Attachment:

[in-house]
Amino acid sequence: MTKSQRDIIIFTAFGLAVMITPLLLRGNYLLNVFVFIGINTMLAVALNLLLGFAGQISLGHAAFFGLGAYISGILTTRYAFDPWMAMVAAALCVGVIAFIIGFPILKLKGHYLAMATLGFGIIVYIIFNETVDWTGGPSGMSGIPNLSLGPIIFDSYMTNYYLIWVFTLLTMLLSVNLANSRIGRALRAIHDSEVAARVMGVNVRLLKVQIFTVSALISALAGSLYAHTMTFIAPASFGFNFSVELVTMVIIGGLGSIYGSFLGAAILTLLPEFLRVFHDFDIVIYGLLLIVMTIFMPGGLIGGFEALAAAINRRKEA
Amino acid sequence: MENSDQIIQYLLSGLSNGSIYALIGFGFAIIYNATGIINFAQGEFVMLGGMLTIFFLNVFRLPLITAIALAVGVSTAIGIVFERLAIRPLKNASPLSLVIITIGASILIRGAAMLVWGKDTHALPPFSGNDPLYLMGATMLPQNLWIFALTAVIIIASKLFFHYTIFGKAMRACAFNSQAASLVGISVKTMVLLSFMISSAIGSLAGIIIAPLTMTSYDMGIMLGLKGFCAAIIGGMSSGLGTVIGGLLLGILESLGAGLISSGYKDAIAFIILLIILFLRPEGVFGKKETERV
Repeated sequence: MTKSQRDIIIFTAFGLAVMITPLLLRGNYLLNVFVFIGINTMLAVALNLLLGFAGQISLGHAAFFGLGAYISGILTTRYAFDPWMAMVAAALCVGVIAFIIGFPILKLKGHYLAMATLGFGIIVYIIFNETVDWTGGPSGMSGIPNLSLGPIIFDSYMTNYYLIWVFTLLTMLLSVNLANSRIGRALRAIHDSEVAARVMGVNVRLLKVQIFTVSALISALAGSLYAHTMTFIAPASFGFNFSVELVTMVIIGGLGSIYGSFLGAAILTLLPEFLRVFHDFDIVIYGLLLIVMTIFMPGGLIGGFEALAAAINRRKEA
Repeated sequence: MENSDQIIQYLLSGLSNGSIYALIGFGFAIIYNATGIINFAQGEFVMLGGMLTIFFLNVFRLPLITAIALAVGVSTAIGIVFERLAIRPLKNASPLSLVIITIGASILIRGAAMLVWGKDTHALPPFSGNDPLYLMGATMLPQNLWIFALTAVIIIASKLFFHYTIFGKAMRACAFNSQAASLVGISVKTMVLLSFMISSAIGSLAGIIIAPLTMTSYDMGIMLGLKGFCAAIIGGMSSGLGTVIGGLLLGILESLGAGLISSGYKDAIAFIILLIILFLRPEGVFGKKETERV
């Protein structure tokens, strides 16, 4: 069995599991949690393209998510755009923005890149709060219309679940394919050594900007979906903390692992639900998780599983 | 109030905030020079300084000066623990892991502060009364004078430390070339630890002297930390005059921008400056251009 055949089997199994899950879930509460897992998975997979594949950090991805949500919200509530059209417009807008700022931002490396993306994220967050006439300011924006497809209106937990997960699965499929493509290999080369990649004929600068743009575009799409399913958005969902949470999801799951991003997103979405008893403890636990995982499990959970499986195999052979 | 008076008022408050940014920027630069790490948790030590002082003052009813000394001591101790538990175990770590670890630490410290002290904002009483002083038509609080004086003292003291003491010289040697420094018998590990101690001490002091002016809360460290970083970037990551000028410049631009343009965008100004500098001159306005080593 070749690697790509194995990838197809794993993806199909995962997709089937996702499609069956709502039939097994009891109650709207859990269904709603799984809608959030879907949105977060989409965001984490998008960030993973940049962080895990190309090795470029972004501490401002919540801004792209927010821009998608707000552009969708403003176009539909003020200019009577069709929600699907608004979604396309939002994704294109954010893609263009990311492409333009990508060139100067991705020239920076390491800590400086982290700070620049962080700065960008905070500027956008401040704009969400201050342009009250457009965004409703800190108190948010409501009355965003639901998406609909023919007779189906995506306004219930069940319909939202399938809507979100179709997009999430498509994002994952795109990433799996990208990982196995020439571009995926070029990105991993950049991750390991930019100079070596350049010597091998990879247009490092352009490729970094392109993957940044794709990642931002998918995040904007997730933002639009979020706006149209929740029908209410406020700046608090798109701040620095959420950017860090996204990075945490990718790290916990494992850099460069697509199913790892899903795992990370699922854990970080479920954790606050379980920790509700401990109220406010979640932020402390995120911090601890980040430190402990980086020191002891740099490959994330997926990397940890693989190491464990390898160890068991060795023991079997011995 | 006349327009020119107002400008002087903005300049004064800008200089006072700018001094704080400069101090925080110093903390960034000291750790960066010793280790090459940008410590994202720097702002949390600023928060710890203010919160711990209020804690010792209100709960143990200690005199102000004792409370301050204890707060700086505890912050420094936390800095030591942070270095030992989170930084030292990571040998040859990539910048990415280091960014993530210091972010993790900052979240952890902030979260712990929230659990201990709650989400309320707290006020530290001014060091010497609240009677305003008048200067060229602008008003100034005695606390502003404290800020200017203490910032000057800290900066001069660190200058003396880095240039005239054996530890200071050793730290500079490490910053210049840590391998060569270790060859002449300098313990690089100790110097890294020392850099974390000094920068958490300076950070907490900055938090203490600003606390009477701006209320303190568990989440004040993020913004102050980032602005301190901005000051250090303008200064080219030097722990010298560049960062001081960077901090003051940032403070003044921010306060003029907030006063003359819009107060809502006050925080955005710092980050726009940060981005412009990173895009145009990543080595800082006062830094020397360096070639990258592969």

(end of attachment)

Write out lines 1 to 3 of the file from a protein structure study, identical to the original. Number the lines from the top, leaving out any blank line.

[in-house]
Amino acid sequence: MTKSQRDIIIFTAFGLAVMITPLLLRGNYLLNVFVFIGINTMLAVALNLLLGFAGQISLGHAAFFGLGAYISGILTTRYAFDPWMAMVAAALCVGVIAFIIGFPILKLKGHYLAMATLGFGIIVYIIFNETVDWTGGPSGMSGIPNLSLGPIIFDSYMTNYYLIWVFTLLTMLLSVNLANSRIGRALRAIHDSEVAARVMGVNVRLLKVQIFTVSALISALAGSLYAHTMTFIAPASFGFNFSVELVTMVIIGGLGSIYGSFLGAAILTLLPEFLRVFHDFDIVIYGLLLIVMTIFMPGGLIGGFEALAAAINRRKEA
Amino acid sequence: MENSDQIIQYLLSGLSNGSIYALIGFGFAIIYNATGIINFAQGEFVMLGGMLTIFFLNVFRLPLITAIALAVGVSTAIGIVFERLAIRPLKNASPLSLVIITIGASILIRGAAMLVWGKDTHALPPFSGNDPLYLMGATMLPQNLWIFALTAVIIIASKLFFHYTIFGKAMRACAFNSQAASLVGISVKTMVLLSFMISSAIGSLAGIIIAPLTMTSYDMGIMLGLKGFCAAIIGGMSSGLGTVIGGLLLGILESLGAGLISSGYKDAIAFIILLIILFLRPEGVFGKKETERV